Mowing the Grass and Taking Out the Trash
Israel doesn't want to wipe out Hamas, and putting it in a corner will only backfire.
Nobody seems able to stop the Gaza war. The conflict kicked off in earnest again last week with continued Hamas rocket attacks and Israeli strikes on Hamas commanders. Perhaps more troubling, even if negotiators reach a cease-fire, both sides think another round is inevitable -- there will, it appears, be more death and destruction in the months and years to come.
Nobody seems able to stop the Gaza war. The conflict kicked off in earnest again last week with continued Hamas rocket attacks and Israeli strikes on Hamas commanders. Perhaps more troubling, even if negotiators reach a cease-fire, both sides think another round is inevitable — there will, it appears, be more death and destruction in the months and years to come.
Although the conflict is often portrayed in existential terms, in reality the goals of both parties are far more limited. Israel has no desire to reoccupy Gaza: Doing so would be a diplomatic disaster, require Israel to care for and govern Gaza’s residents, and force Israel to fight a grinding counterinsurgency campaign against Hamas and other militant groups. Instead, Israel simply seeks quiet on its border. Hamas’s calculations are more complex. On the one hand, it considers itself a "resistance" organization dedicated to the destruction of the Jewish state, and points to Israel’s 2005 withdrawal from Gaza and 2011 swap of over 1,000 Palestinian prisoners for captured Israel Defense Forces (IDF) soldier Gilad Shalit as proof that only force compels Israel to make concessions.
Yet Hamas also sees itself as — and in reality is — the government of Gaza. As such, it wants to prove that it can exercise power effectively: In other words, it aims to ensure law and order, pick up the garbage, educate its young, and enable citizens to prosper. Governing also helps Hamas fulfill its ideology, as it believes it is advancing God’s will by running a government in accord with Islamic law. Politically, Hamas tries to offer itself to Palestinians as a more competent organization than its more moderate rival, Fatah — and indeed triumphed over Fatah in 2005 legislative elections in large part because Palestinians saw it as better at providing services and less corrupt. Running Gaza well will help Hamas cement its power and enable it to rival Fatah for leadership of the Palestinian people.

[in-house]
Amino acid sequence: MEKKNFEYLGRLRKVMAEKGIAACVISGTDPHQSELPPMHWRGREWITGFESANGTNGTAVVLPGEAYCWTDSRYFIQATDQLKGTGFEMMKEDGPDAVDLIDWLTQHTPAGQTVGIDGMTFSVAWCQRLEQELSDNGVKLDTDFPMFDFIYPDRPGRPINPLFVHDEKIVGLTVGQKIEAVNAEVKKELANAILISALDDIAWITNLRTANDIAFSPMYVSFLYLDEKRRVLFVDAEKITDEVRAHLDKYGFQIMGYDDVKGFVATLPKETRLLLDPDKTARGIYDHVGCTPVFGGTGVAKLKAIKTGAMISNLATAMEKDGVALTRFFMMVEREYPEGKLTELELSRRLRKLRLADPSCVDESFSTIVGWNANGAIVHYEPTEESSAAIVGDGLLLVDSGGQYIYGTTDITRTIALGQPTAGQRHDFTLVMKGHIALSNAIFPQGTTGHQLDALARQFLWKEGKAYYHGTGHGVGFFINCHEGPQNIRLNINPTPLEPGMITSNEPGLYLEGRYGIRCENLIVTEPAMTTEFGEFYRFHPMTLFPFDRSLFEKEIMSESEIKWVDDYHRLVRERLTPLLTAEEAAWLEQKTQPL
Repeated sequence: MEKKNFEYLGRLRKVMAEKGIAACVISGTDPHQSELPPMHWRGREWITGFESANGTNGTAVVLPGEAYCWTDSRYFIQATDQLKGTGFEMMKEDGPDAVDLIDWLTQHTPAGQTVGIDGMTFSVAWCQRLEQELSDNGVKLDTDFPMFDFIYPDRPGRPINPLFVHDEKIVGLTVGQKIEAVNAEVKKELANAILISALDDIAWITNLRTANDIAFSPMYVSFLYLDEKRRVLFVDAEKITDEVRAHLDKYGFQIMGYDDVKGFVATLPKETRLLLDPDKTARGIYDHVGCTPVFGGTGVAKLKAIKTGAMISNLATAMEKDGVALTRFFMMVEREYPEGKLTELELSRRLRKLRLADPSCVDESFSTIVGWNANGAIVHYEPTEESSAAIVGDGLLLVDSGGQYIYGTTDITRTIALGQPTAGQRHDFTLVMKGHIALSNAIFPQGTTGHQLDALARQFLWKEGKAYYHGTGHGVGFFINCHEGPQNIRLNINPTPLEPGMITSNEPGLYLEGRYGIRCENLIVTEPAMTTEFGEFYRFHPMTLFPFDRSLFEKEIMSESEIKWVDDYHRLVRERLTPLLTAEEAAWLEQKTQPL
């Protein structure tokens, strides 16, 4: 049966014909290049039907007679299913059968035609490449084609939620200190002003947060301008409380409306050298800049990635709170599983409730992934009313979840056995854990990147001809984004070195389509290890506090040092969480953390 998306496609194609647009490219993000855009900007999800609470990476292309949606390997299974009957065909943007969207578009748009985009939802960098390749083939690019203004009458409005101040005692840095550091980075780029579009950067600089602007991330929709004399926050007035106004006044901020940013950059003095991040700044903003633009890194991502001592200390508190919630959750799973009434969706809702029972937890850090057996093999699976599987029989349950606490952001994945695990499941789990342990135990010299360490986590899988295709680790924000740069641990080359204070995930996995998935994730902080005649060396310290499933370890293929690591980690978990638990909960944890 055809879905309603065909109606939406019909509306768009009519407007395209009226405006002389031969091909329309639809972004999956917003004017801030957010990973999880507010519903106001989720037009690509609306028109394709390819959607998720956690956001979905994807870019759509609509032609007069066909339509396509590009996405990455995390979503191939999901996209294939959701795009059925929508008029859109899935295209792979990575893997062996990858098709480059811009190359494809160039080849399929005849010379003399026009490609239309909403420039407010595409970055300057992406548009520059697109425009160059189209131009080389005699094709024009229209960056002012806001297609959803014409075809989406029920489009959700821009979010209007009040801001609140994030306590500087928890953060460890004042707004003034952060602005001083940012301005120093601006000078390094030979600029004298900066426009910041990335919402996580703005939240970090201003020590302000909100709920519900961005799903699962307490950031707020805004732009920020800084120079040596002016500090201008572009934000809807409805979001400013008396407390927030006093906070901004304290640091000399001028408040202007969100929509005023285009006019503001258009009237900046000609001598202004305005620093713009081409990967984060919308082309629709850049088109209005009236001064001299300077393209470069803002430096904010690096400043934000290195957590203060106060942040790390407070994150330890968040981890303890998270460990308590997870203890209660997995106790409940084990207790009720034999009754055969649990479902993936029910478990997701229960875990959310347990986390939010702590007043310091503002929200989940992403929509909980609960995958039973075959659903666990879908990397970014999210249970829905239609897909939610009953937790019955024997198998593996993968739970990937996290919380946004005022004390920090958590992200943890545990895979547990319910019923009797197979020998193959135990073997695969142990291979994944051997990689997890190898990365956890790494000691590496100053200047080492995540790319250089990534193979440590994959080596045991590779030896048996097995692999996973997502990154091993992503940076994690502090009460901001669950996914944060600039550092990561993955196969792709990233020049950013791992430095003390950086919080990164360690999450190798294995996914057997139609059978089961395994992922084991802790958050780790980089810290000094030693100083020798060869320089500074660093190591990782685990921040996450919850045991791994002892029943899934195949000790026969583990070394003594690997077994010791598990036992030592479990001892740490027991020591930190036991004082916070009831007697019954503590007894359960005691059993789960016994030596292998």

Making this even more complex, Hamas is divided. Some leaders have accepted the necessity of working with moderate Palestinians, and thus grudgingly accepting the reality of Israel’s existence. Others, particularly among its military wing, believe that any cease-fire is simply a period to rearm and reload for the next round of violence.
Israel has often tried to use deterrence to win quiet in the Gaza Strip — but due to the nature of both Hamas and the Israeli leadership and society, this has proved easier said than done. For deterrence to work, Israel must convince Hamas that launching rockets, kidnapping Israelis, or other violence will be met with a response so tough that Hamas will be in a far worse position after the dust clears. However, although Israel seeks to deter Hamas, its policy is predicated on the assumption that any deterrence successes will not endure. Israelis describe their counterterrorism policy as "mowing the grass" — the idea is that Hamas’s leadership and military facilities must regularly be hit in order to keep them weak. Broader destruction of Gaza’s infrastructure also reminds Hamas leaders that they and their people will pay a high price for attacking Israel.
Yet if we look at the latest round of fighting, as well as Israel’s two prior wars with Hamas since the group took over Gaza, the problems with Israel’s approach become clear. Deterrence has a strategic logic — but in this conflict, both sides are driven more by domestic politics than strategy. Israeli leaders compete to maintain their security credentials: While most democratic leaders struggle to convince their people to use force when necessary, Israeli leaders must struggle to explain that force can often backfire. Then-Deputy Defense Minister Danny Danon, part of the hawkish wing of Netanyahu’s Likud party, was just one of the figures who threatened to turn the war into a political liability for Netanyahu in its early days — he was a vocal advocate for an extensive ground campaign in Gaza and publicly criticized the decision to temporarily accept a cease-fire, leading the prime minister to fire him.
On the Hamas side, the domestic politics are cloudier but probably even more significant. Hamas is struggling to unite a movement that has branches in Gaza and the West Bank, a headquarters in Qatar, and a large presence in the Palestinian diaspora. These factions regularly debate such hot-button issues as the degree of reconciliation with Fatah, how much to prioritize rule in Gaza over the group’s needs elsewhere, and of course whether and when to confront Israel. And rival groups are constantly baying at Hamas’s heels: Palestinian Islamic Jihad and militants in Gaza with an ideology closer to al Qaeda than Hamas criticize any break in the fighting as a sign that Hamas has given up on freeing Palestine. At times, rival groups have launched attacks on Israel in spite of Hamas’s orders, and at other times Hamas has looked the other way while they acted.